Minskin Cat Image Credit: Paulmcsorley Wikimedia Commons CC BY-SA 3.0)

If you’re truly looking for a miniature cat, the Minskin cat may be precisely the breed for you. This cat breed with short legs is another complex hybrid (Sphynx, Devon Rex, Burmese, and Munchkin), this little kitty can come with or without fur.

The best way to tell this breed apart from others is their diminutive size and the long tail that is often much longer than their body. However, as you might’ve guessed, this experimental breed will also provide challenges in terms of the potential medical issues they may inherit from their lineage.

They will, in addition, need weekly grooming, particularly if they’re hairless. Hairless cats are usually bathed weekly with mild and non-abrasive cat shampoo.

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About Short-Legged Breeds

It is important to keep in mind that short-legged cat breeds (such as the Munchkin) are considered very controversial in the world of cats. Many veterinarians and cat registries discourage their breeding and adoption, as these cats have genetic conditions that reduce their quality of life; they cannot function like a normal cat would and are predisposed to several health issues from their unique skeletal system.

These breeds are also illegal in many parts of the world, and breeding them may also be prohibited, depending on the laws where you reside. It’s strongly suggested that you research your prospective breed thoroughly before adopting them. Whenever in doubt, remember that you can also consult your veterinarian for more information to help you make a more informed decision.

Please note that in the list that follows, only the 1st breed is recognized by a single cat registry (TICA). The other breeds are all experimental, therefore, we currently lack sufficient information about the full extent of the possible health issues they would face as pets. It also means that no international cat registry would recognize them; if you intend to have your cat compete in cat shows, opting for an experimental breed may result in disqualification.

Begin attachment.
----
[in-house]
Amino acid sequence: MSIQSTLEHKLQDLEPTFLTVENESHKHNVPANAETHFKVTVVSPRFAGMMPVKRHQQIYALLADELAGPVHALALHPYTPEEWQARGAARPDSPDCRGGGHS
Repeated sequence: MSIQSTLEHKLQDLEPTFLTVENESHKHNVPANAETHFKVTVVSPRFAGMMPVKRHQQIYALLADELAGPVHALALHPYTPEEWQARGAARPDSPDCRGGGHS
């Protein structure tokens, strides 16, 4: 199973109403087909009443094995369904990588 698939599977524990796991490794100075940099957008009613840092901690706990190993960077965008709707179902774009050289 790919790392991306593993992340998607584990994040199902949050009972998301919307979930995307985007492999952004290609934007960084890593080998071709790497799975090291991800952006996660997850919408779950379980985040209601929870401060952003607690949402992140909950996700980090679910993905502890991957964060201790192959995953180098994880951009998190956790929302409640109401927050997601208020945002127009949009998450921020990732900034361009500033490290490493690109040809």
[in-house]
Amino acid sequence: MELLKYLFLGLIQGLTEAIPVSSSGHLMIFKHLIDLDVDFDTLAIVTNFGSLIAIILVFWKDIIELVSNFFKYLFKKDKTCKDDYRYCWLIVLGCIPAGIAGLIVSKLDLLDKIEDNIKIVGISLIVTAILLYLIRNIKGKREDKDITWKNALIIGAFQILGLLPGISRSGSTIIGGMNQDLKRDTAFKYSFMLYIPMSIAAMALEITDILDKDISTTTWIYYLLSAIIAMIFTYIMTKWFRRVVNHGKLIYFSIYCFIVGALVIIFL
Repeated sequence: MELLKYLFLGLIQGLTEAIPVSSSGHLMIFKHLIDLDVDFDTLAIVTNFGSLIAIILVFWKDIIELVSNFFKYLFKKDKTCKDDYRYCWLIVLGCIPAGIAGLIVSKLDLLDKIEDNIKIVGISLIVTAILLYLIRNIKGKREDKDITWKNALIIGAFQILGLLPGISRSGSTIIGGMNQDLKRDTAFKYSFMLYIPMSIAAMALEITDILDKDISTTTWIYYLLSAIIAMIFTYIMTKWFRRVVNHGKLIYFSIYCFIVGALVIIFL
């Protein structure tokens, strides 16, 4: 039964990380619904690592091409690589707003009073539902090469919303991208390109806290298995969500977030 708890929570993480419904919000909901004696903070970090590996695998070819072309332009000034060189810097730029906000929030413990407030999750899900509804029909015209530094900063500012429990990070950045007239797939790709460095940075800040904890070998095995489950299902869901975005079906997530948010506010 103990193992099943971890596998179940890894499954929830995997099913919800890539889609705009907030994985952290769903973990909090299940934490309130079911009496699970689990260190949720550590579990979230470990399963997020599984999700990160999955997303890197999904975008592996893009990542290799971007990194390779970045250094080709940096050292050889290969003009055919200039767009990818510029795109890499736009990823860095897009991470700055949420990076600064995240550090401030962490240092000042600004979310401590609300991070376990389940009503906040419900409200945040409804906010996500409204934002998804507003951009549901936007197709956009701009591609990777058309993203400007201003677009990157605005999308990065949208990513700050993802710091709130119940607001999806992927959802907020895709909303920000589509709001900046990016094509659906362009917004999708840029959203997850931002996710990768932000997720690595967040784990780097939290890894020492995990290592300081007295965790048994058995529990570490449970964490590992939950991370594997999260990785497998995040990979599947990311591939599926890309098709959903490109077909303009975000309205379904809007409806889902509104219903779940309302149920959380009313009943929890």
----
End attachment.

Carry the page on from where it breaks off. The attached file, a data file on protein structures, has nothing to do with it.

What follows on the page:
Image Credit: chatchai77, Shutterstock

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Munchkin cats and their hybrids are still relatively new to the breeding game. Although these cats result from intense breeding regimens, they’ve been known to have several health problems. However, it’s best to research reputable breedings before adopting a short-legged cat and talking to your vet about their health risks. These cats are generally loving, playful, and downright adorable, which probably means that we’ll see a lot more of the short-legged hybrids running around soon. However, they are not without their fair share of controversies and health issues, which you should be mindful of.

Featured Image Credit: Linn Currie, Shutterstock